When it comes to creating and sharing music, there are few guarantees as far as fame, money, and fans go. But pursue music seriously and long enough, and it will end up enriching your life in other important ways. Making music makes us more human, interesting, and connected to people regardless of how conventionally successful we are. Here’s how:
Every songwriter’s creative process is unique and shaped by dramatically different factors––goals, intuition, experience level, genre. For example, most seasoned professional songwriters follow rules and expectations that most developing artists don’t have to think about when writing a song. But the idea of recording and producing music that can’t be played live is something that musicians of every experience level should consider. From making live shows much more complicated than they need to be to impacting the humanity and immediacy of your writing, creating unperformable music comes with some significant drawbacks.
Happy New Year! First of all, can we all just do a collective sigh of relief here that 2020 is over and we are now officially kicking off a brand new year? And while yes, every year comes with the promise of new beginnings, I think we can all agree that this year we are feeling this more than ever.
We’re living in a bizarre time in music where it’s completely possible for an artist to be streamed thousands of times a day without having any true fans. Meaningful engagement between musicians and audiences has never been more important in the age of playlists and streaming, but it’s not always easy to tell when or how audiences are showing genuine enthusiasm about your music. Here are five signs that show that someone is becoming more than just a casual listener of your music.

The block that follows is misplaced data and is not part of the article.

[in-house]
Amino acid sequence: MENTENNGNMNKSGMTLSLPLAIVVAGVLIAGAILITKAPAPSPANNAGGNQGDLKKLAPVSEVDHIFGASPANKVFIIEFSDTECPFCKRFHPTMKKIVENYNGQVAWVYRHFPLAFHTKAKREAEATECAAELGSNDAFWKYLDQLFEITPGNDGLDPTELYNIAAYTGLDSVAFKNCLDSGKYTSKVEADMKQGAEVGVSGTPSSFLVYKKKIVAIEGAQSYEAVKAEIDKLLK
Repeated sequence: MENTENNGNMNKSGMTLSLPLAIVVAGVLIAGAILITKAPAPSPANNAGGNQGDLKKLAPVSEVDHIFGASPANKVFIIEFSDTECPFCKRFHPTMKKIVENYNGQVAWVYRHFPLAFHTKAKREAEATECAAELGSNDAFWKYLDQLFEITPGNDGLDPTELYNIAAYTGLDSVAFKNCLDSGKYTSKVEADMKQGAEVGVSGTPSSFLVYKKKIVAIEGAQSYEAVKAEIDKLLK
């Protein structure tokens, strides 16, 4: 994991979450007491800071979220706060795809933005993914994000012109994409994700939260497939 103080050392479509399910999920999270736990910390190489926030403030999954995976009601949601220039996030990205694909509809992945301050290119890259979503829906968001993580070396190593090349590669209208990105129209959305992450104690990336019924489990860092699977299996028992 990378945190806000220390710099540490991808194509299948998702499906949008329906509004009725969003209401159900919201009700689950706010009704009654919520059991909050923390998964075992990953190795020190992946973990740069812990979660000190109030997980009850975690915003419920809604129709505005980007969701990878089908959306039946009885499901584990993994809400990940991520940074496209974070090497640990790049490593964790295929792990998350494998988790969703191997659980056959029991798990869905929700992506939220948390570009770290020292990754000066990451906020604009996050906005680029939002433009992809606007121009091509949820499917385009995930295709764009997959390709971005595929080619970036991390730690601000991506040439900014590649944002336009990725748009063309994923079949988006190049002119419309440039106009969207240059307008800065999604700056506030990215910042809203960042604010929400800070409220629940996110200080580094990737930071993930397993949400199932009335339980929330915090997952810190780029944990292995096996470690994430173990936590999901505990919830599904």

‘Tis the season! Yes, I’m talking about the season of beautiful lights hung all around the city, twinkling Christmas trees, holiday music pouring out of every store, and of course, delicious baked goods. But you know what else it’s the season for? Incredibly unique and collectible merch from you to your fans (or gifts, if you prefer), in the most thoughtful and DIY way possible.
If a song is engaging and memorable enough, there’s a lot that audiences will happily put up with––subpar recordings, imperfect performances, messy production. But, in the long run, one thing listeners won’t tolerate is a forgettable song. Writing forgettable music isn’t the sort of artistic crime that draws boos from crowds at live shows or negative reviews. Instead, what happens to unestablished artists who write music that never sticks is, well, nothing. Bland music that follows trends might be just inoffensive enough to draw in a few fairweather listeners shortly after it’s made, but it won’t mean anything to audiences over the long-term. If we want to create meaningful music that endures in the lives of our listeners, we have to make songs that are worth remembering.
Like every musician, I’ve made plenty of mistakes throughout my career. So many of us start making music with big dreams and vague plans and quickly realize how hard it actually is to write and record great music and get the world to notice. But while plenty of the mistakes we make in music are inevitable, a lot of the emotional, financial, and creative trouble we get ourselves into is totally preventable. Had I known these four things when I started writing and performing music seriously, I would’ve been a lot happier and more productive: